Ambassador from Tunisia: Who is Mohamed Salah Tekaya?

Monday, October 31, 2011

Tunisia’s Ambassador to the United States, Mohamed Salah Tekaya, presented his credentials to the State Department on October 1, 2010, and then to President Obama on December 7, 2010…only ten days before his countrymen exploded in a revolution that toppled the man who had appointed him ambassador, President Zine el Abidine Ben Ali. 

Tekaya holds university degrees in Political Science and English Literature. He began his diplomatic career in 1982, serving early on at the Office of the Minister and at the Directorates of Asia, Africa and International Organizations and Conferences. He was at the United Nations as First Secretary (1987-1989) and held the same position at Tunisia’s embassy in the United States (1989-1993). He moved up to Counselor in his nation’s embassy in Norway (1995-1998) and then back at the U.N. (1998-2001).
From 2003-2004, Tekaya served as Tunisia’s Ambassador to Argentina, Chile and Uruguay, and then as Ambassador to the Netherlands and Denmark from 2007-2010.
At first, Tekaya did his job as Ambassador to the U.S. by presenting the views of Ben Ali’s government, and there must have been some tense and difficult moments during that month of revolutionary uncertainty.  For example on January 7, 2011, the State Department “summoned” Tekaya to its headquarters, so that he could hear firsthand about its “concerns about the ability of the people of Tunisia to exercise their rights and freedom of expression and freedom of assembly.” 
Since the revolution has succeeded in overthrowing Ben Ali, Tekaya has been able to get back to business as usual, as when he hosted a delegation from the Tunisian American Chamber of Commerce, and touted Tunisia’s continuing openness to business: “The mission illustrates the strong commitment of the Tunisian private sector to move quickly to explain to Tunisia’s partners the hopes that the Revolution has created for the people of Tunisia,” in addition to the “opportunities that a democratic Tunisia can offer American companies.”  He has also spoken about the Tunisian Revolution before college audiences, where he has called the revolution, “spontaneous, youthful and leaderless.”  He has also had less happy tasks, as when he had to inform the director of New York City’s Tunisian Cultural and Information Center that the new government had decided to defund the project and close the center.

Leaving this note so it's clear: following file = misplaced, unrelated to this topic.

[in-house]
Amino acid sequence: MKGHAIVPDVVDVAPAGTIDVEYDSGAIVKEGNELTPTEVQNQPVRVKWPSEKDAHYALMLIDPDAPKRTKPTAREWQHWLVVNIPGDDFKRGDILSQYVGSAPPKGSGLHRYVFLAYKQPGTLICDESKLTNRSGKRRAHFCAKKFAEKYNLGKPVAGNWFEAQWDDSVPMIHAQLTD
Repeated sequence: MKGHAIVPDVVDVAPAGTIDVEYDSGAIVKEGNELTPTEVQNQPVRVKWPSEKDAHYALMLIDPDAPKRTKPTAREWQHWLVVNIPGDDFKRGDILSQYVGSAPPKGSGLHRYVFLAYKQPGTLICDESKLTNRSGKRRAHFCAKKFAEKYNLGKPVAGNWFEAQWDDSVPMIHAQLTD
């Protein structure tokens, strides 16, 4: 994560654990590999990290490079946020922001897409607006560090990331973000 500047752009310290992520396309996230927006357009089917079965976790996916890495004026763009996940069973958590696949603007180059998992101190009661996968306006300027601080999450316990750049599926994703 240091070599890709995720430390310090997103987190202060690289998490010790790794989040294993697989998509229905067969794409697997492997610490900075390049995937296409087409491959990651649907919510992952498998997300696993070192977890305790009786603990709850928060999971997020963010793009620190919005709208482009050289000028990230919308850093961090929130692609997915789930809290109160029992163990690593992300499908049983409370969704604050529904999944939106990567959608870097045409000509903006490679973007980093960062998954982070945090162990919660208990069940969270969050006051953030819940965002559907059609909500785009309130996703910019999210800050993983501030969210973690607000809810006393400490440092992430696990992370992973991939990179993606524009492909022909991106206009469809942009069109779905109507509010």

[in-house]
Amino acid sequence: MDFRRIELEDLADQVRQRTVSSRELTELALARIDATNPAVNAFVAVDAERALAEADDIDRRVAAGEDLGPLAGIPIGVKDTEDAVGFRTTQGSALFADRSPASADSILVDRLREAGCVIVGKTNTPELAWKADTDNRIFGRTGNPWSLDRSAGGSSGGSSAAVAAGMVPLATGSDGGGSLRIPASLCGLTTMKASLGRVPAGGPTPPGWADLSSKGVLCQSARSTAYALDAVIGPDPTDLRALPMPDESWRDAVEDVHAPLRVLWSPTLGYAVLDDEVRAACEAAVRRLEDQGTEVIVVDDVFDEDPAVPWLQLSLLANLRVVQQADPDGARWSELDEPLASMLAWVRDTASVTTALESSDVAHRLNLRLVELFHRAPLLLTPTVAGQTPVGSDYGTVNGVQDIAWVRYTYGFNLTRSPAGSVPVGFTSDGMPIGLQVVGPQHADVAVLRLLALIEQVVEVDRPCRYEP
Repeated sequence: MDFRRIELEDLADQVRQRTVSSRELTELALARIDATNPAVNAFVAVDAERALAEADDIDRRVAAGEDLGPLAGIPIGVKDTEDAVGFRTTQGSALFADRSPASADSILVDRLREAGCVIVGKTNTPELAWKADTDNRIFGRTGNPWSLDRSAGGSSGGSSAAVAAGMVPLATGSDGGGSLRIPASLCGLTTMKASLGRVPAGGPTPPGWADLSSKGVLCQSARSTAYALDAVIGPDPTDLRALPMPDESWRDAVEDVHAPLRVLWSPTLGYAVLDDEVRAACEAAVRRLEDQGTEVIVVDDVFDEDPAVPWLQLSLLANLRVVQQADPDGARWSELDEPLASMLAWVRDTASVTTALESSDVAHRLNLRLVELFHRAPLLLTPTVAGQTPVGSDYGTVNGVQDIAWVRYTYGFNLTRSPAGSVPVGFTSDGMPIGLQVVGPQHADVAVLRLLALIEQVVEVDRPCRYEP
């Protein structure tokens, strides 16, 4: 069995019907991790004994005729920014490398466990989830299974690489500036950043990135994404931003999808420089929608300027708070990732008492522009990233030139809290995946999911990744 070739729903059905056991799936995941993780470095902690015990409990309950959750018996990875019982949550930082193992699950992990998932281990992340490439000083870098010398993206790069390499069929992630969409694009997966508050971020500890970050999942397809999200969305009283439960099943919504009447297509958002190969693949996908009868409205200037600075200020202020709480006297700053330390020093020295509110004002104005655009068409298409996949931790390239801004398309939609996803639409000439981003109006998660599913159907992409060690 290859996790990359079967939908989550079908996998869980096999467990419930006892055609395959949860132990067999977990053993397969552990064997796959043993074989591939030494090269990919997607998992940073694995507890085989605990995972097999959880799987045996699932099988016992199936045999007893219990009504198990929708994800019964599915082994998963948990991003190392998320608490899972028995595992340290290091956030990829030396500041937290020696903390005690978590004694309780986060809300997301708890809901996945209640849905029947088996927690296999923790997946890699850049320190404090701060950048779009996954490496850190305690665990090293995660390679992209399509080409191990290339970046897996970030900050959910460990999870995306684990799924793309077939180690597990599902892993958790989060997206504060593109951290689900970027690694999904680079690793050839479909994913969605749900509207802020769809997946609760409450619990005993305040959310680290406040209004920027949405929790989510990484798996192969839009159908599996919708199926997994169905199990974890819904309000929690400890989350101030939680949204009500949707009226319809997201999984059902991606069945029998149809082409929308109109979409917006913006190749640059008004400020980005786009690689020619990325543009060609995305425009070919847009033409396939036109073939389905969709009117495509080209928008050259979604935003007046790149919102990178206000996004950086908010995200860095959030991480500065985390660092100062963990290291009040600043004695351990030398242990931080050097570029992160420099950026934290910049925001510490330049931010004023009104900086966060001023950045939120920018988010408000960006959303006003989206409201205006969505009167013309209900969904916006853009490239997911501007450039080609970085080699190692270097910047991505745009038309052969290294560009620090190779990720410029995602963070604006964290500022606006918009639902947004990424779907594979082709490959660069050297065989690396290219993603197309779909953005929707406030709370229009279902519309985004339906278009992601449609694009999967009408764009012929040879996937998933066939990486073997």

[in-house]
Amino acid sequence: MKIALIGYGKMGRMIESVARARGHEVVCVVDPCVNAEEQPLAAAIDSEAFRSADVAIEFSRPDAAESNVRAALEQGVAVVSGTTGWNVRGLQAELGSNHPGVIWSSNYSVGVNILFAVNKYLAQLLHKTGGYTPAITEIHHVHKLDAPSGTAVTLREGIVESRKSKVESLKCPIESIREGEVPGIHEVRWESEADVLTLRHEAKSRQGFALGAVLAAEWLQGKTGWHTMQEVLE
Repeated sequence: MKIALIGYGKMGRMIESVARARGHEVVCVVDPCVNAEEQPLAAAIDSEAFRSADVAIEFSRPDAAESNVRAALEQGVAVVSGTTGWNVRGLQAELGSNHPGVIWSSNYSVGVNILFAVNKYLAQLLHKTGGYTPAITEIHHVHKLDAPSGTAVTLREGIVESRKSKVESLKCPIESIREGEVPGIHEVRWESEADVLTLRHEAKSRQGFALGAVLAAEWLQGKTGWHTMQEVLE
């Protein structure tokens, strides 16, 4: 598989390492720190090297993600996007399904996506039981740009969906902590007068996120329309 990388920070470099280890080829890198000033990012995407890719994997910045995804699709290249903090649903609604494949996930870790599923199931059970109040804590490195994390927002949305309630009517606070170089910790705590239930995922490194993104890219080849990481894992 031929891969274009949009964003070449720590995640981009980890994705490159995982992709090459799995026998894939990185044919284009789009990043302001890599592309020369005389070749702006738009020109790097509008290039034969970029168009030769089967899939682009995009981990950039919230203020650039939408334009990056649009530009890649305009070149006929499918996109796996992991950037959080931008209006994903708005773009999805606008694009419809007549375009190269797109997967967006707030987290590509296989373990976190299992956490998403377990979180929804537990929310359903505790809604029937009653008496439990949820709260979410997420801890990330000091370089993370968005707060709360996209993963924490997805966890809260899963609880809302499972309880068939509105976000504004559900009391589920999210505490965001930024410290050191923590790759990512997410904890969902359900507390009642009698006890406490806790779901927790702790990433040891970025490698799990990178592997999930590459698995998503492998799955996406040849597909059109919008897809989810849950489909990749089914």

Tekaya is also accredited as ambassador to Mexico and Venezuela.
-Matt Bewig, David Wallechinsky


Tarek 6 years ago
@s. gilani. "either you play along with the ruling party, at least to some degree, and thereby get a chance at improving your life and making a career" if that's how you built your career then you should be ashamed of yourself. if not then you were in opposition? i don't think so, and in that case you would be a counter example of your statement. 95% of the people of tunisia were neither playing with the ruling party nor were in opposition, and many have built a career they can be proud of, you want to know how they did it? simply because they worked hard to achieve their goals. and i think they outnumber the opportunists that built careers (most of those have failed to do so because they don't know better).
S. Gilani 6 years ago
i think the presentation given above is fair. people who had the fortune of being born into a democratic society need to understand that when you are born and grow up in a dictatorial system, you have two choices. either you play along with the ruling party, at least to some degree, and thereby get a chance at improving your life and making a career, or you go into opposition and risk spending the most valuable years of your life in prison. therefore, just because mr. tekaya was appointed by the since deposed dictator ben ali, does not necessarily make him an evil person. i am sure that deep down he must be glad about the changes his country has undergone. good luck mr. tekaya!

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